The International Monetary Fund has just cut India’s growth forecast for financial year 2020 to 4.8 per cent. That isn’t good news for a country that is seeing an economic slide and manufacturing slowdown. Nirmala Sitharaman’s Budget 2020 must provide measures to rekindle the animal spirits in the MSME sector.
While the MSME sector – micro, small and medium enterprises – has made notable contributions to labour–intensive employment and exports, issues with regard to limited availability and usage of formal credit have gone unaddressed. The Narendra Modi government has been trying to revitalise the sector with interventions such as the 59-minute loans and other technological and cash flow support programmes. The aim has been to incentivise formalisation and ease access to institutional credit.
Issues in financing the MSME sector
Formal credit channels such as banks and non-banking financial companies (NBFCs) must play a greater role in financing this sector. As per the RBI’s data released in 2019, MSME credit is only a small proportion of the total outstanding bank credit. Large industries’ share of total credit was highest at 27.84 per cent, followed by the micro and small enterprises at 4.34 per cent. The medium enterprises accounted for the lowest share at 1.23 per cent.
The latest MSME Pulse Report, by Transunion CIBIL and SIDBI, has further noted that credit growth to the sector has been declining. The report also notes that the overall NPA (non-performing asset) rate of lending to this sector rose from 11.7 per cent in September 2018 to 12.2 per cent in September 2019.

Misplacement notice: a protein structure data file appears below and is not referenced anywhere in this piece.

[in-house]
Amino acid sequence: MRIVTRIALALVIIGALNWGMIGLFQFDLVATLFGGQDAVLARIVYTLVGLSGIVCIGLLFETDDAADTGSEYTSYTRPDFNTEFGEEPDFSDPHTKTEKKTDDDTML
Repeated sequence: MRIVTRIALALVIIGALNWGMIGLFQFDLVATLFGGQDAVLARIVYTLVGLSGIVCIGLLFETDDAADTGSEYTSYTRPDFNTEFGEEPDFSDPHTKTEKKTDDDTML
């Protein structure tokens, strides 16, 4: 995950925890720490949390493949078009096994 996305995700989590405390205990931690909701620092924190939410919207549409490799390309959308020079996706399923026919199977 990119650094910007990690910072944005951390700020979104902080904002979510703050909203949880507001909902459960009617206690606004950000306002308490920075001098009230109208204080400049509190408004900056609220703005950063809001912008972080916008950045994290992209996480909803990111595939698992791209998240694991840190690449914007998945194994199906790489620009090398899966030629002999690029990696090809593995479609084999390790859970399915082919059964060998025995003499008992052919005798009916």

Public Sector Banks (PSBs), which are the largest lender to the sector, focus 60 per cent of such lending at the micro-segment. Such lending is spurred by Priority Sector Lending (PSL) norms and government schemes such as the Pradhan Mantri MUDRA Yojana. Under PSL guidelines, banks are required to allocate a percentage of their credit to priority sectors, including 7 per cent for micro-enterprises. Such target setting is rigid because it does not allow banks to innovate with lending strategies and exercise due diligence before lending. Onerous responsibilities to meet lending targets lead to fast and irregular loan disbursals, leaving greater room for such loans to spiral into NPAs.
Target-setting approach could result in potential NPA creation along the lines witnessed in the case of Kisan Credit Cards, a similar collateral-free initiative for the agriculture sector, driven by the PSBs.
MSMEs in Budget 2020
The Economic Survey 2019 had noted how the existence of ‘dwarf’ firms needs to be contained, especially when it is clear that perverse incentives to remain small (and informal) firms are embedded within the system.
In the context of the upcoming Budget, we discuss what the government could do to enable this sector formalise more, such that the benefits of formalisation outweigh the costs.